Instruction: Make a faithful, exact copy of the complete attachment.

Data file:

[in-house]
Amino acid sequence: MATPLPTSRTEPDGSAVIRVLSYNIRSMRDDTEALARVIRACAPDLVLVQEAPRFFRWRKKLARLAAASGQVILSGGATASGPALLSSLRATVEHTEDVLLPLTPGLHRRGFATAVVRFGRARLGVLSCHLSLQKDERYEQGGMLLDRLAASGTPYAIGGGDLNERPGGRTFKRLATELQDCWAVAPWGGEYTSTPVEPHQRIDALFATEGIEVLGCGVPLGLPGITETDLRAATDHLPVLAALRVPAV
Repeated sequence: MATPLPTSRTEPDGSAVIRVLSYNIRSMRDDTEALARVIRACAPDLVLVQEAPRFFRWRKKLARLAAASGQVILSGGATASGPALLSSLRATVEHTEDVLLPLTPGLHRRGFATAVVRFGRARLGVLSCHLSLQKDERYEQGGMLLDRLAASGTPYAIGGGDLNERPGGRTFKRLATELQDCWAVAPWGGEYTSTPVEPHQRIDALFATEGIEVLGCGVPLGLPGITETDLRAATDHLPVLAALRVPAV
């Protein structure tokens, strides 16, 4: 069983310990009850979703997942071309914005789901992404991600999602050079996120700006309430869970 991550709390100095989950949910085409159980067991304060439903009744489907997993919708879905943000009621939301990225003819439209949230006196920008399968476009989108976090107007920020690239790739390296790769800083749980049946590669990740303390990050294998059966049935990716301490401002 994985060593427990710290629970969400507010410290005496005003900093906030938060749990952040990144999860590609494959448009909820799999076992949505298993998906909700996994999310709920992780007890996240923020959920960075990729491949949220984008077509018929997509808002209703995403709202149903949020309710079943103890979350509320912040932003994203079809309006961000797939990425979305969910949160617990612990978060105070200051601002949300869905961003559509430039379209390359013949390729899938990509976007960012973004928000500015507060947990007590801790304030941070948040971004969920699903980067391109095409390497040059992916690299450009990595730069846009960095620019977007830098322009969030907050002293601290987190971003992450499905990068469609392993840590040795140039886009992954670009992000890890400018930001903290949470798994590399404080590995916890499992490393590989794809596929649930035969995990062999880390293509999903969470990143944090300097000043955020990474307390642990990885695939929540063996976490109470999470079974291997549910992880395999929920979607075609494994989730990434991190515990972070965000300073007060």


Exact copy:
[in-house]
Amino acid sequence: MATPLPTSRTEPDGSAVIRVLSYNIRSMRDDTEALARVIRACAPDLVLVQEAPRFFRWRKKLARLAAASGQVILSGGATASGPALLSSLRATVEHTEDVLLPLTPGLHRRGFATAVVRFGRARLGVLSCHLSLQKDERYEQGGMLLDRLAASGTPYAIGGGDLNERPGGRTFKRLATELQDCWAVAPWGGEYTSTPVEPHQRIDALFATEGIEVLGCGVPLGLPGITETDLRAATDHLPVLAALRVPAV
Repeated sequence: MATPLPTSRTEPDGSAVIRVLSYNIRSMRDDTEALARVIRACAPDLVLVQEAPRFFRWRKKLARLAAASGQVILSGGATASGPALLSSLRATVEHTEDVLLPLTPGLHRRGFATAVVRFGRARLGVLSCHLSLQKDERYEQGGMLLDRLAASGTPYAIGGGDLNERPGGRTFKRLATELQDCWAVAPWGGEYTSTPVEPHQRIDALFATEGIEVLGCGVPLGLPGITETDLRAATDHLPVLAALRVPAV
């Protein structure tokens, strides 16, 4: 069983310990009850979703997942071309914005789901992404991600999602050079996120700006309430869970 991550709390100095989950949910085409159980067991304060439903009744489907997993919708879905943000009621939301990225003819439209949230006196920008399968476009989108976090107007920020690239790739390296790769800083749980049946590669990740303390990050294998059966049935990716301490401002 994985060593427990710290629970969400507010410290005496005003900093906030938060749990952040990144999860590609494959448009909820799999076992949505298993998906909700996994999310709920992780007890996240923020959920960075990729491949949220984008077509018929997509808002209703995403709202149903949020309710079943103890979350509320912040932003994203079809309006961000797939990425979305969910949160617990612990978060105070200051601002949300869905961003559509430039379209390359013949390729899938990509976007960012973004928000500015507060947990007590801790304030941070948040971004969920699903980067391109095409390497040059992916690299450009990595730069846009960095620019977007830098322009969030907050002293601290987190971003992450499905990068469609392993840590040795140039886009992954670009992000890890400018930001903290949470798994590399404080590995916890499992490393590989794809596929649930035969995990062999880390293509999903969470990143944090300097000043955020990474307390642990990885695939929540063996976490109470999470079974291997549910992880395999929920979607075609494994989730990434991190515990972070965000300073007060």